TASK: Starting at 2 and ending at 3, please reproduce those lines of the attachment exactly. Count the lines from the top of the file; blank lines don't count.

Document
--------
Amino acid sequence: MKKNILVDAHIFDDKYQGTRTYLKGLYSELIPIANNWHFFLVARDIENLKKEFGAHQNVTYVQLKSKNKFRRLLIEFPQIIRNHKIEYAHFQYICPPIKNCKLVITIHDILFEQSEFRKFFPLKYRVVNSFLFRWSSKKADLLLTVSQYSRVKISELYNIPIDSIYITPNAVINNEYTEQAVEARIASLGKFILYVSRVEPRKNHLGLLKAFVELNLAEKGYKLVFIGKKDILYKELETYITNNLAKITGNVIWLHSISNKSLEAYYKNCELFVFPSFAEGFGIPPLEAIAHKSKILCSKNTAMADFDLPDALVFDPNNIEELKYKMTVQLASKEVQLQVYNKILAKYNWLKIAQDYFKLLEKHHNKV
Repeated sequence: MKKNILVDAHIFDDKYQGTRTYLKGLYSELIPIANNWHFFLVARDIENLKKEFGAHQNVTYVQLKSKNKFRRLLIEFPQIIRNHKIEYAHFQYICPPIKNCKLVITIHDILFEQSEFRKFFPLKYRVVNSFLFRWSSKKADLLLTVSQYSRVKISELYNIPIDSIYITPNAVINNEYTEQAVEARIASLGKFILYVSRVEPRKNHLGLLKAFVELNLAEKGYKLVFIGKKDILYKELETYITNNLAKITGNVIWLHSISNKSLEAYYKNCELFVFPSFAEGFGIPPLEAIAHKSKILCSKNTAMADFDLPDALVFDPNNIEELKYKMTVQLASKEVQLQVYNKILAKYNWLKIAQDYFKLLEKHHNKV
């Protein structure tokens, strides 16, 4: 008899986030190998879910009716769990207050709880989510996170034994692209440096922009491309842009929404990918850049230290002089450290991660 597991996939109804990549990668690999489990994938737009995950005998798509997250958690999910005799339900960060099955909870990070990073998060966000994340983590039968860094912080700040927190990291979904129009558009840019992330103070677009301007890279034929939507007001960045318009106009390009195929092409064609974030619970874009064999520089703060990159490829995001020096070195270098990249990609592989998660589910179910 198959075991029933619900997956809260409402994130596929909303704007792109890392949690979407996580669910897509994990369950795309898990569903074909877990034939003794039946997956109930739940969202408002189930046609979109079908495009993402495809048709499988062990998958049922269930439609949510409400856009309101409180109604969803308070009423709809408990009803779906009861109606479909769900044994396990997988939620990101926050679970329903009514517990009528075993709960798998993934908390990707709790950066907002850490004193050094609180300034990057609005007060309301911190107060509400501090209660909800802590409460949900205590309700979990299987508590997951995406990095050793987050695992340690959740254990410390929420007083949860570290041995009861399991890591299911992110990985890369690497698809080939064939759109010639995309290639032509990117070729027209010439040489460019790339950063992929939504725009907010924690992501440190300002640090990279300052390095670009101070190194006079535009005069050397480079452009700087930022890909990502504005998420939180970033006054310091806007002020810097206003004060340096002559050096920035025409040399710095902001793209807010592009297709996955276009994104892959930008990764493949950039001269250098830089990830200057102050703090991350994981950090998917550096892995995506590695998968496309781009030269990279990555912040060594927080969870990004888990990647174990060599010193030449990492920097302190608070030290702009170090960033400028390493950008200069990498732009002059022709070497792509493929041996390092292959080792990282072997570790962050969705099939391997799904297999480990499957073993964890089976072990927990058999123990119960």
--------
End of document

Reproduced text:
Repeated sequence: MKKNILVDAHIFDDKYQGTRTYLKGLYSELIPIANNWHFFLVARDIENLKKEFGAHQNVTYVQLKSKNKFRRLLIEFPQIIRNHKIEYAHFQYICPPIKNCKLVITIHDILFEQSEFRKFFPLKYRVVNSFLFRWSSKKADLLLTVSQYSRVKISELYNIPIDSIYITPNAVINNEYTEQAVEARIASLGKFILYVSRVEPRKNHLGLLKAFVELNLAEKGYKLVFIGKKDILYKELETYITNNLAKITGNVIWLHSISNKSLEAYYKNCELFVFPSFAEGFGIPPLEAIAHKSKILCSKNTAMADFDLPDALVFDPNNIEELKYKMTVQLASKEVQLQVYNKILAKYNWLKIAQDYFKLLEKHHNKV
């Protein structure tokens, strides 16, 4: 008899986030190998879910009716769990207050709880989510996170034994692209440096922009491309842009929404990918850049230290002089450290991660 597991996939109804990549990668690999489990994938737009995950005998798509997250958690999910005799339900960060099955909870990070990073998060966000994340983590039968860094912080700040927190990291979904129009558009840019992330103070677009301007890279034929939507007001960045318009106009390009195929092409064609974030619970874009064999520089703060990159490829995001020096070195270098990249990609592989998660589910179910 198959075991029933619900997956809260409402994130596929909303704007792109890392949690979407996580669910897509994990369950795309898990569903074909877990034939003794039946997956109930739940969202408002189930046609979109079908495009993402495809048709499988062990998958049922269930439609949510409400856009309101409180109604969803308070009423709809408990009803779906009861109606479909769900044994396990997988939620990101926050679970329903009514517990009528075993709960798998993934908390990707709790950066907002850490004193050094609180300034990057609005007060309301911190107060509400501090209660909800802590409460949900205590309700979990299987508590997951995406990095050793987050695992340690959740254990410390929420007083949860570290041995009861399991890591299911992110990985890369690497698809080939064939759109010639995309290639032509990117070729027209010439040489460019790339950063992929939504725009907010924690992501440190300002640090990279300052390095670009101070190194006079535009005069050397480079452009700087930022890909990502504005998420939180970033006054310091806007002020810097206003004060340096002559050096920035025409040399710095902001793209807010592009297709996955276009994104892959930008990764493949950039001269250098830089990830200057102050703090991350994981950090998917550096892995995506590695998968496309781009030269990279990555912040060594927080969870990004888990990647174990060599010193030449990492920097302190608070030290702009170090960033400028390493950008200069990498732009002059022709070497792509493929041996390092292959080792990282072997570790962050969705099939391997799904297999480990499957073993964890089976072990927990058999123990119960």